The Bible promises: “If anyone is in Christ, he is a new creation. The old has passed away; behold, the new has come” (2 Corinthians 5:17). God’s word says of believers: “You were washed, you were sanctified, you were justified in the name of the Lord Jesus Christ and by the Spirit of our God” (1 Corinthians 6:11).
Why, then, do Christians fail morally, sometimes in horrific ways?
Three biblical responses
It may seem that, like a medicine that promises to make us well but makes us sick, our faith does not do what it claims to do. If Christians are not more like Christ than anyone else, why follow Christ?
A biblical response is that our faith never promises that Christians will be made perfect in this life. Sanctification requires cooperation, which is why we are to “put to death what is earthly in you” (Colossians 3:5). Even Paul the Apostle admitted, “I do not do the good I want, but the evil I do not want is what I keep on doing” (Romans 7:19). Conversion starts the process of sanctification, but that process is not completed in this world (Philippians 1:6).
Others will say that people who claim to follow Jesus but sin in horrific ways are not true Christians. That may well be true for specific individuals, but the Bible teaches, “If we say we have no sin, we deceive ourselves, and the truth is not in us” (1 John 1:8). If Jesus was tempted, we will be tempted (Hebrews 4:15). If Peter could fail, we can fail (Galatians 2:11–14).
This reality leads to a third fact: Becoming a Christian does not remove our free will. We were created to love our Lord and our neighbor (Matthew 22:37–39), but love requires a choice. God therefore gives us freedom to choose and honors our freedom. (For more on divine sovereignty and human freedom, please see my website article on luck and providence.)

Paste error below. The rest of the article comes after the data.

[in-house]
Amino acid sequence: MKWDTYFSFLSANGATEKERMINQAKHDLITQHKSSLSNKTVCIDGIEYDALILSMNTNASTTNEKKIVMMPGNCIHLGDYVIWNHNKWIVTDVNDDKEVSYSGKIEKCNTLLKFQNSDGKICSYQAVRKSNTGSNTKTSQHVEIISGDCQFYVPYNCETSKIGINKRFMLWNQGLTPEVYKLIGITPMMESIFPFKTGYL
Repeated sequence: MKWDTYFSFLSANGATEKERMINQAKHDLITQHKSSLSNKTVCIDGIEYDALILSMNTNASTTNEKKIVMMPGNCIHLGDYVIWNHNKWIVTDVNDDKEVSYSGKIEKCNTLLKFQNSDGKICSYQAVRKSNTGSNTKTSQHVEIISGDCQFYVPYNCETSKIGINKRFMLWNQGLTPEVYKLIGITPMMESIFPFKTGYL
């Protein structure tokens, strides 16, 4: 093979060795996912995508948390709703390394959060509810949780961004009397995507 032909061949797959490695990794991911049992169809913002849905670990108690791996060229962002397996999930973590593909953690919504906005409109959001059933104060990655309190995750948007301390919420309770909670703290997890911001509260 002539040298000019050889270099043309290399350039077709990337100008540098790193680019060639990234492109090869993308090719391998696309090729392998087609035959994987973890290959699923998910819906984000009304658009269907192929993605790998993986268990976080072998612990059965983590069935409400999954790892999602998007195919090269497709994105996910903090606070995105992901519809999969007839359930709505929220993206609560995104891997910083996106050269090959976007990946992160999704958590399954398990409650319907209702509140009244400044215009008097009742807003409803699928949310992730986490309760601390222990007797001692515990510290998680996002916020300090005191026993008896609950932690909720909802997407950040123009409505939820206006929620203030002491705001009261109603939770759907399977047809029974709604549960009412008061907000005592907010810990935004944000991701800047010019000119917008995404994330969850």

Three practical responses
Let’s close with these practical responses to the tragedy in Georgia:
One: Pray for the families of the victims, asking God to grant them his “peace that passes understanding” (Philippians 4:6–7) and to raise up Christians who will minister to them with his compassion and grace (1 Corinthians 12:27). Then volunteer to help the hurting people you meet today in the spirit of Jesus (Mark 10:45).
Two: Ask God to reveal any areas where you need to repent of sin today, remembering that “sin when it is fully grown brings forth death” (James 1:15). The best time to repent of sin is now.
Three: Submit your day to the Holy Spirit, asking him to manifest his “fruit” in your life (Galatians 5:22–23) and to “sanctify you completely” (1 Thessalonians 5:23). Leave no area outside his control and power.
The Scottish theologian John Baillie offered a morning prayer to God that I invite you to pray with me: “By your grace, O God, I will go nowhere today where you cannot come, nor seek anyone’s presence that would rob me of yours. By your grace I will let no thought enter my heart that might hinder my closeness with you, nor let any word come from my mouth that is not meant for your ear. So shall my courage be firm and my heart be at peace.”
Will your “courage be firm” and your “heart be at peace” today?